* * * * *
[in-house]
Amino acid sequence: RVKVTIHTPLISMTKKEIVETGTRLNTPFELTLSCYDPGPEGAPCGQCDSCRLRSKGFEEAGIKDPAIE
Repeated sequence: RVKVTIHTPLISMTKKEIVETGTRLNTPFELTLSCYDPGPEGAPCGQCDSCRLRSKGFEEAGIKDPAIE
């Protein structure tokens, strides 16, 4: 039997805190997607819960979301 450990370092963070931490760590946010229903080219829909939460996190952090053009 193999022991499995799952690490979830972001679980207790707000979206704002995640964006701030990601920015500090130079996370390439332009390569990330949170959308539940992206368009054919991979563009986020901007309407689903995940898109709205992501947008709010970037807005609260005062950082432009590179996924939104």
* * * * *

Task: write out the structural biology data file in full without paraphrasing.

[in-house]
Amino acid sequence: RVKVTIHTPLISMTKKEIVETGTRLNTPFELTLSCYDPGPEGAPCGQCDSCRLRSKGFEEAGIKDPAIE
Repeated sequence: RVKVTIHTPLISMTKKEIVETGTRLNTPFELTLSCYDPGPEGAPCGQCDSCRLRSKGFEEAGIKDPAIE
């Protein structure tokens, strides 16, 4: 039997805190997607819960979301 450990370092963070931490760590946010229903080219829909939460996190952090053009 193999022991499995799952690490979830972001679980207790707000979206704002995640964006701030990601920015500090130079996370390439332009390569990330949170959308539940992206368009054919991979563009986020901007309407689903995940898109709205992501947008709010970037807005609260005062950082432009590179996924939104």